“I bring the outside inside, in the houses I design” – Interview with architect Emanuela Miani.
On her website she says: “A house needs to have something to say for itself, it shouldn’t be ‘anonymous’ and it needs to reflect the character of whoever lives there”. Do explain this concept a bit more as it seems like a real mission.
“A house designer is a professional who needs to be good at interpreting the true needs of their client, listening to their requests, and understanding the functionality of the house they are going to design and furnish. It’s about starting from the client’s ideas and then actually making them a reality in line with their objectives: the secret is to approach the relationship as a psychologist would.”
But how to do you marry functionality with beauty?
“The useful and the beautiful come together in the design concept. Building a house doesn’t just mean building and furnishing it, but rather enabling a way of living that is able to mix the practical with the aesthetic. A good parallel for my work is perhaps the subtle difference between a musician and an artist: the first plays the notes; the second, as well as playing them, also interprets them according to his or her culture and personality.”
Your personal culture has been formed through study, experience and work. But how has Emanuela Miani’s personal culture actually come about?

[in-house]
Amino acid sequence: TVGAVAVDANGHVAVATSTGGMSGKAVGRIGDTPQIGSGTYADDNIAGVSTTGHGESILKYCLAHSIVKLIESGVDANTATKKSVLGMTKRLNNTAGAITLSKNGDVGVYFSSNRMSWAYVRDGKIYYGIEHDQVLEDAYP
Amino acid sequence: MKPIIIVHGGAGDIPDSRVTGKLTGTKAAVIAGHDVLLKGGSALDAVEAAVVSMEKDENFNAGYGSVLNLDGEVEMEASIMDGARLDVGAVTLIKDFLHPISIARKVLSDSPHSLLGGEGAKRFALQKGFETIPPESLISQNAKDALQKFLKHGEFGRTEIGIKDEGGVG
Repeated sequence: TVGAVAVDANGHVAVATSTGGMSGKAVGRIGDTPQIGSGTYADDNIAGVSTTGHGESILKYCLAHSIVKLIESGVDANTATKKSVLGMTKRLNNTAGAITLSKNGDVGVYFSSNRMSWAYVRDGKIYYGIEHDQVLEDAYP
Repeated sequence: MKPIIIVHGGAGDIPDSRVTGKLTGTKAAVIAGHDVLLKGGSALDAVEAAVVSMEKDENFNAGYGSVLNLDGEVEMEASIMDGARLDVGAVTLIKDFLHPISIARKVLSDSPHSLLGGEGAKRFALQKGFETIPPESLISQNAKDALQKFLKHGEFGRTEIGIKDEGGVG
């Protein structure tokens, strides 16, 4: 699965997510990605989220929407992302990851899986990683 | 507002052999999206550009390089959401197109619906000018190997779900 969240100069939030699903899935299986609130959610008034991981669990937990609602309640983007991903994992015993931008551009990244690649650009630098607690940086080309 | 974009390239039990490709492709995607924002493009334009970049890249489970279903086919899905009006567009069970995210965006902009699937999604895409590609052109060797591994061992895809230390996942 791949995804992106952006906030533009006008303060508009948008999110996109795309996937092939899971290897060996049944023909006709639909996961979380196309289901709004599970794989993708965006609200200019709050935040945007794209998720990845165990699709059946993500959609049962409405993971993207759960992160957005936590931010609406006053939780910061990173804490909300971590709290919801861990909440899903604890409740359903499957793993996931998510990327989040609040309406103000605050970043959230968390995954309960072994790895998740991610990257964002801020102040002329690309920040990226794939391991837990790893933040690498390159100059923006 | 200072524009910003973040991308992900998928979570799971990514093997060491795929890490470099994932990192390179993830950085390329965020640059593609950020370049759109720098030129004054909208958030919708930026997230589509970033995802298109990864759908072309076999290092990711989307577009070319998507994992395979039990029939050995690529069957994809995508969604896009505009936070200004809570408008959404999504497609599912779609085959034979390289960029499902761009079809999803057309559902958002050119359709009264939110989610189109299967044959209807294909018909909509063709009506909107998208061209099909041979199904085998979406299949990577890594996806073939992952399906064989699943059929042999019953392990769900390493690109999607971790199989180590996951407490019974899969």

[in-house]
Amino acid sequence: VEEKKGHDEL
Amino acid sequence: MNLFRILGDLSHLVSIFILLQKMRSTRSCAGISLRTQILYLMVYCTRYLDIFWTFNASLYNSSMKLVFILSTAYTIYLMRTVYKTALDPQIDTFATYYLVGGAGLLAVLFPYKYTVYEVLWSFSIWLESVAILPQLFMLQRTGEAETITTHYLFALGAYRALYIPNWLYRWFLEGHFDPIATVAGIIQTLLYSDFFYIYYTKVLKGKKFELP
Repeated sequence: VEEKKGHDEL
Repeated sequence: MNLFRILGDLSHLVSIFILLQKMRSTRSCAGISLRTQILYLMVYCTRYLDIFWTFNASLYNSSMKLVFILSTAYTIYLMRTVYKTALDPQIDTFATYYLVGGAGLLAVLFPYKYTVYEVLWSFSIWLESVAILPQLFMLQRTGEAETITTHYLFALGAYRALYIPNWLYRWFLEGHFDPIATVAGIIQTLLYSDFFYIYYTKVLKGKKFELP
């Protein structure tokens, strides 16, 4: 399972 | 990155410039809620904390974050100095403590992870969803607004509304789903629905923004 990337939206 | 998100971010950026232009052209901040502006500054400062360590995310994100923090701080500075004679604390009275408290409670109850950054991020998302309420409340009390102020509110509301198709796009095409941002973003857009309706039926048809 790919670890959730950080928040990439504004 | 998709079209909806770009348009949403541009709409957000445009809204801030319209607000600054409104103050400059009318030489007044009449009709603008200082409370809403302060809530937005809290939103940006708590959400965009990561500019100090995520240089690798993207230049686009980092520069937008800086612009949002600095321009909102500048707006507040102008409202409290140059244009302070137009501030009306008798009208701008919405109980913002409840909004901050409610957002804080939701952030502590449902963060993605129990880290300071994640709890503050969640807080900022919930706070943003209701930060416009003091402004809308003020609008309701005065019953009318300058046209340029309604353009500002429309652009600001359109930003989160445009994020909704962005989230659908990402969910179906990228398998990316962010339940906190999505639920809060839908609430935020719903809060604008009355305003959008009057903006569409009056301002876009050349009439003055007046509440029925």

“Two things have been, and continue to be, particularly important to me: travel and having a close relationship with the client. Travel to me is a springboard for a thousand moments of real life, looking outside the standard tourist dictats to find everything that really epitomises ‘culture’, everything that speaks of the origins and roots of a people. Listening to the world is actually a marvellous practice ground for listening to one’s clients, understanding their individual cultures and what the idea of a house really is to them. For this reason, the psychological approach interweaves with the forming of a true friendship: being available 24:7, working 1:1 over the weekends, really getting to know people well. My physical travels and those I make into my clients’ minds and worlds are the best training methods for helping me excel in my work as a designer which is much more than, and very different from, simply building a house.”